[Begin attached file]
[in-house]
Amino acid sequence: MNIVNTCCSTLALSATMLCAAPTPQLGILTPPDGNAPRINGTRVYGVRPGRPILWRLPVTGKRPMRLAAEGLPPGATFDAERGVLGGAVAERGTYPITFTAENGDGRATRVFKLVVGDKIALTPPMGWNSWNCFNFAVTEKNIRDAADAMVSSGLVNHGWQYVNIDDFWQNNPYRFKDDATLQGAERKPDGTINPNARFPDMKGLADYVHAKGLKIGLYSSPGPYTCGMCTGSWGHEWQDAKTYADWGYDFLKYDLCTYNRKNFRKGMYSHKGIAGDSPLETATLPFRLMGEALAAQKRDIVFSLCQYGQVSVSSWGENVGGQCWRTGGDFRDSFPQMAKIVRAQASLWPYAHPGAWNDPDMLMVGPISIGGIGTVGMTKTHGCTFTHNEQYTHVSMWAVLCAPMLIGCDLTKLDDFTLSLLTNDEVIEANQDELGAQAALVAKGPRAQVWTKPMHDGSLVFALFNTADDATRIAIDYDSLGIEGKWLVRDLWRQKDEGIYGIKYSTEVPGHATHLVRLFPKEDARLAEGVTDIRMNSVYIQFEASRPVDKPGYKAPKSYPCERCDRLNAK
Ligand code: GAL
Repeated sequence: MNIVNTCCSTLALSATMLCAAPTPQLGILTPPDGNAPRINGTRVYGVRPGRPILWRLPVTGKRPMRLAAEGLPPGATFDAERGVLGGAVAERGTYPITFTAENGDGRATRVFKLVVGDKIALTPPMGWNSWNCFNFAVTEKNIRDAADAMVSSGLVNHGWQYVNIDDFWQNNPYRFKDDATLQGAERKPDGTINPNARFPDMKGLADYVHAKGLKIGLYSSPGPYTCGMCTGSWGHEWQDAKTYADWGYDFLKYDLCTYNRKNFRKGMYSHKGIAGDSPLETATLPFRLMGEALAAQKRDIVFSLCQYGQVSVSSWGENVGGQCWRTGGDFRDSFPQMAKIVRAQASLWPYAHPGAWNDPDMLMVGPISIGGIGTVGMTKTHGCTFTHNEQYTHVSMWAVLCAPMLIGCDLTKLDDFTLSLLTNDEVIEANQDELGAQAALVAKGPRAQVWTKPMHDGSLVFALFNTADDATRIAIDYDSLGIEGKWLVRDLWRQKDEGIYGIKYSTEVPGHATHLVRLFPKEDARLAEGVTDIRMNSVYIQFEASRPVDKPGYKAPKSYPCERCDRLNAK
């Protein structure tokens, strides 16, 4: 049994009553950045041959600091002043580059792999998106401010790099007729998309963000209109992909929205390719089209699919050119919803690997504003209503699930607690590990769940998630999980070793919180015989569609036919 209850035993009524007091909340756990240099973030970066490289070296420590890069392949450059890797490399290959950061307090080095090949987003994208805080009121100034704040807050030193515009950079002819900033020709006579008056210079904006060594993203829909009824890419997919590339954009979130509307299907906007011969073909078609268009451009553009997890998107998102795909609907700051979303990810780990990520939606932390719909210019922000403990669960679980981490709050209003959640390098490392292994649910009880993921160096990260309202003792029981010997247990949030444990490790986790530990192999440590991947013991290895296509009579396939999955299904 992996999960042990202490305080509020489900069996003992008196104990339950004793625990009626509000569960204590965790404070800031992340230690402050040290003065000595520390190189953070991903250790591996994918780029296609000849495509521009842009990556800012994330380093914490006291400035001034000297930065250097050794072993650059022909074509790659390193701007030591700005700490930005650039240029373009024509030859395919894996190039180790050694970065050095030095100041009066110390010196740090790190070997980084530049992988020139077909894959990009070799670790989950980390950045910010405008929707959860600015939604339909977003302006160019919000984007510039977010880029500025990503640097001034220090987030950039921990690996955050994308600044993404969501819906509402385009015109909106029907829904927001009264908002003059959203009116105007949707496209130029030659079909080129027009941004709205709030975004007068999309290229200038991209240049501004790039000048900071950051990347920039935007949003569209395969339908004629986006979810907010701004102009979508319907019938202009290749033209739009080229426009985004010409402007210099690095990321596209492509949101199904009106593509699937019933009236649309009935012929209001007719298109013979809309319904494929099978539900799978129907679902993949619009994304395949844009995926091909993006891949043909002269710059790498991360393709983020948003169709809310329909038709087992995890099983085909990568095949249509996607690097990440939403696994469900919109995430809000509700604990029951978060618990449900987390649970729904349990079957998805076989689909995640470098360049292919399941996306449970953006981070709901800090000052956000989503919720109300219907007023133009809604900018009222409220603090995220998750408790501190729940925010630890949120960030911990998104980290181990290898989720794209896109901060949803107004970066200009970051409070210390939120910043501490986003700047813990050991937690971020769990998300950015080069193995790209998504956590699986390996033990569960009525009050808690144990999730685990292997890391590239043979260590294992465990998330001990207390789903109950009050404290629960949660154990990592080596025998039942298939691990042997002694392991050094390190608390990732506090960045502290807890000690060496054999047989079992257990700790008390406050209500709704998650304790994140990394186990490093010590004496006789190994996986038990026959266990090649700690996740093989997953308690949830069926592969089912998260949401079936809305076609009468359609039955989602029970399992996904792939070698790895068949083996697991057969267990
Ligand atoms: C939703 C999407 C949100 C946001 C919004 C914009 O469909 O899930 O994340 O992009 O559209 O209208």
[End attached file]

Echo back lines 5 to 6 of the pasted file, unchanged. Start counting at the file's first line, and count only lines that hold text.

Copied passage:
């Protein structure tokens, strides 16, 4: 049994009553950045041959600091002043580059792999998106401010790099007729998309963000209109992909929205390719089209699919050119919803690997504003209503699930607690590990769940998630999980070793919180015989569609036919 209850035993009524007091909340756990240099973030970066490289070296420590890069392949450059890797490399290959950061307090080095090949987003994208805080009121100034704040807050030193515009950079002819900033020709006579008056210079904006060594993203829909009824890419997919590339954009979130509307299907906007011969073909078609268009451009553009997890998107998102795909609907700051979303990810780990990520939606932390719909210019922000403990669960679980981490709050209003959640390098490392292994649910009880993921160096990260309202003792029981010997247990949030444990490790986790530990192999440590991947013991290895296509009579396939999955299904 992996999960042990202490305080509020489900069996003992008196104990339950004793625990009626509000569960204590965790404070800031992340230690402050040290003065000595520390190189953070991903250790591996994918780029296609000849495509521009842009990556800012994330380093914490006291400035001034000297930065250097050794072993650059022909074509790659390193701007030591700005700490930005650039240029373009024509030859395919894996190039180790050694970065050095030095100041009066110390010196740090790190070997980084530049992988020139077909894959990009070799670790989950980390950045910010405008929707959860600015939604339909977003302006160019919000984007510039977010880029500025990503640097001034220090987030950039921990690996955050994308600044993404969501819906509402385009015109909106029907829904927001009264908002003059959203009116105007949707496209130029030659079909080129027009941004709205709030975004007068999309290229200038991209240049501004790039000048900071950051990347920039935007949003569209395969339908004629986006979810907010701004102009979508319907019938202009290749033209739009080229426009985004010409402007210099690095990321596209492509949101199904009106593509699937019933009236649309009935012929209001007719298109013979809309319904494929099978539900799978129907679902993949619009994304395949844009995926091909993006891949043909002269710059790498991360393709983020948003169709809310329909038709087992995890099983085909990568095949249509996607690097990440939403696994469900919109995430809000509700604990029951978060618990449900987390649970729904349990079957998805076989689909995640470098360049292919399941996306449970953006981070709901800090000052956000989503919720109300219907007023133009809604900018009222409220603090995220998750408790501190729940925010630890949120960030911990998104980290181990290898989720794209896109901060949803107004970066200009970051409070210390939120910043501490986003700047813990050991937690971020769990998300950015080069193995790209998504956590699986390996033990569960009525009050808690144990999730685990292997890391590239043979260590294992465990998330001990207390789903109950009050404290629960949660154990990592080596025998039942298939691990042997002694392991050094390190608390990732506090960045502290807890000690060496054999047989079992257990700790008390406050209500709704998650304790994140990394186990490093010590004496006789190994996986038990026959266990090649700690996740093989997953308690949830069926592969089912998260949401079936809305076609009468359609039955989602029970399992996904792939070698790895068949083996697991057969267990
Ligand atoms: C939703 C999407 C949100 C946001 C919004 C914009 O469909 O899930 O994340 O992009 O559209 O209208």